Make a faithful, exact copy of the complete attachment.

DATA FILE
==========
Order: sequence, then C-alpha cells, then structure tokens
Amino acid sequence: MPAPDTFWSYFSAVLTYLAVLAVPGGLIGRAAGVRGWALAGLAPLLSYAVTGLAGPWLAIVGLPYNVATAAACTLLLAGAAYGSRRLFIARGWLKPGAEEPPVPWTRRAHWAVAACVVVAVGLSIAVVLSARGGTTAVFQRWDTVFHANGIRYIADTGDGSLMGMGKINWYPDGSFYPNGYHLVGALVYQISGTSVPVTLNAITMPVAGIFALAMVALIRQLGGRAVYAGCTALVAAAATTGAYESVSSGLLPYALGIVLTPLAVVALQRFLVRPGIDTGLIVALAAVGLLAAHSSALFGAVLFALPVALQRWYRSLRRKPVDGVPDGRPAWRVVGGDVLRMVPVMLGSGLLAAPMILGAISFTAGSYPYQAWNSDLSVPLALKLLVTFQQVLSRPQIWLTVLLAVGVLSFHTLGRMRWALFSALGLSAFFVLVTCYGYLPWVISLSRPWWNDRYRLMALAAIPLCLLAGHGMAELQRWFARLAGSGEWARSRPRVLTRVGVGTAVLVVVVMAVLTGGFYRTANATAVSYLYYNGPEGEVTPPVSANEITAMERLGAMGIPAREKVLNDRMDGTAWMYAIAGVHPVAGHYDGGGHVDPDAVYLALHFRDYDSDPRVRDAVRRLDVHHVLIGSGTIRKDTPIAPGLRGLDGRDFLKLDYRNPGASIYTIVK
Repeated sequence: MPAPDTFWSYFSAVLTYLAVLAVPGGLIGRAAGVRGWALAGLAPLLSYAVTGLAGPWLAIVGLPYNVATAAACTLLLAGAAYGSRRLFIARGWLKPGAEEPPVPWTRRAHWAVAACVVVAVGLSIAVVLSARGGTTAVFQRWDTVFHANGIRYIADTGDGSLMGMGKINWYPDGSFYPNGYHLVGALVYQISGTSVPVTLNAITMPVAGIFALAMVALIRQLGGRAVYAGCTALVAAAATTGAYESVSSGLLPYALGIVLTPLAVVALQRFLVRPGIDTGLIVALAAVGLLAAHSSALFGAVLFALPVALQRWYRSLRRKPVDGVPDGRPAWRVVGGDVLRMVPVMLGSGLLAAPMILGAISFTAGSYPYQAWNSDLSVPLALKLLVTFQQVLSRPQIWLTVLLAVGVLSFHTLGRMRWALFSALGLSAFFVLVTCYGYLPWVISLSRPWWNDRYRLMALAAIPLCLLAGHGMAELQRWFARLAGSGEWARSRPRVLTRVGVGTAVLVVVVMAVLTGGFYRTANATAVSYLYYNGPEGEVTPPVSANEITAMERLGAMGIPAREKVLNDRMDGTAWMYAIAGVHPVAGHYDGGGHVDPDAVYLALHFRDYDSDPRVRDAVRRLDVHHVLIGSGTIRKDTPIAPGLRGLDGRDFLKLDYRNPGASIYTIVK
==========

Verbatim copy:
Order: sequence, then C-alpha cells, then structure tokens
Amino acid sequence: MPAPDTFWSYFSAVLTYLAVLAVPGGLIGRAAGVRGWALAGLAPLLSYAVTGLAGPWLAIVGLPYNVATAAACTLLLAGAAYGSRRLFIARGWLKPGAEEPPVPWTRRAHWAVAACVVVAVGLSIAVVLSARGGTTAVFQRWDTVFHANGIRYIADTGDGSLMGMGKINWYPDGSFYPNGYHLVGALVYQISGTSVPVTLNAITMPVAGIFALAMVALIRQLGGRAVYAGCTALVAAAATTGAYESVSSGLLPYALGIVLTPLAVVALQRFLVRPGIDTGLIVALAAVGLLAAHSSALFGAVLFALPVALQRWYRSLRRKPVDGVPDGRPAWRVVGGDVLRMVPVMLGSGLLAAPMILGAISFTAGSYPYQAWNSDLSVPLALKLLVTFQQVLSRPQIWLTVLLAVGVLSFHTLGRMRWALFSALGLSAFFVLVTCYGYLPWVISLSRPWWNDRYRLMALAAIPLCLLAGHGMAELQRWFARLAGSGEWARSRPRVLTRVGVGTAVLVVVVMAVLTGGFYRTANATAVSYLYYNGPEGEVTPPVSANEITAMERLGAMGIPAREKVLNDRMDGTAWMYAIAGVHPVAGHYDGGGHVDPDAVYLALHFRDYDSDPRVRDAVRRLDVHHVLIGSGTIRKDTPIAPGLRGLDGRDFLKLDYRNPGASIYTIVK
Repeated sequence: MPAPDTFWSYFSAVLTYLAVLAVPGGLIGRAAGVRGWALAGLAPLLSYAVTGLAGPWLAIVGLPYNVATAAACTLLLAGAAYGSRRLFIARGWLKPGAEEPPVPWTRRAHWAVAACVVVAVGLSIAVVLSARGGTTAVFQRWDTVFHANGIRYIADTGDGSLMGMGKINWYPDGSFYPNGYHLVGALVYQISGTSVPVTLNAITMPVAGIFALAMVALIRQLGGRAVYAGCTALVAAAATTGAYESVSSGLLPYALGIVLTPLAVVALQRFLVRPGIDTGLIVALAAVGLLAAHSSALFGAVLFALPVALQRWYRSLRRKPVDGVPDGRPAWRVVGGDVLRMVPVMLGSGLLAAPMILGAISFTAGSYPYQAWNSDLSVPLALKLLVTFQQVLSRPQIWLTVLLAVGVLSFHTLGRMRWALFSALGLSAFFVLVTCYGYLPWVISLSRPWWNDRYRLMALAAIPLCLLAGHGMAELQRWFARLAGSGEWARSRPRVLTRVGVGTAVLVVVVMAVLTGGFYRTANATAVSYLYYNGPEGEVTPPVSANEITAMERLGAMGIPAREKVLNDRMDGTAWMYAIAGVHPVAGHYDGGGHVDPDAVYLALHFRDYDSDPRVRDAVRRLDVHHVLIGSGTIRKDTPIAPGLRGLDGRDFLKLDYRNPGASIYTIVK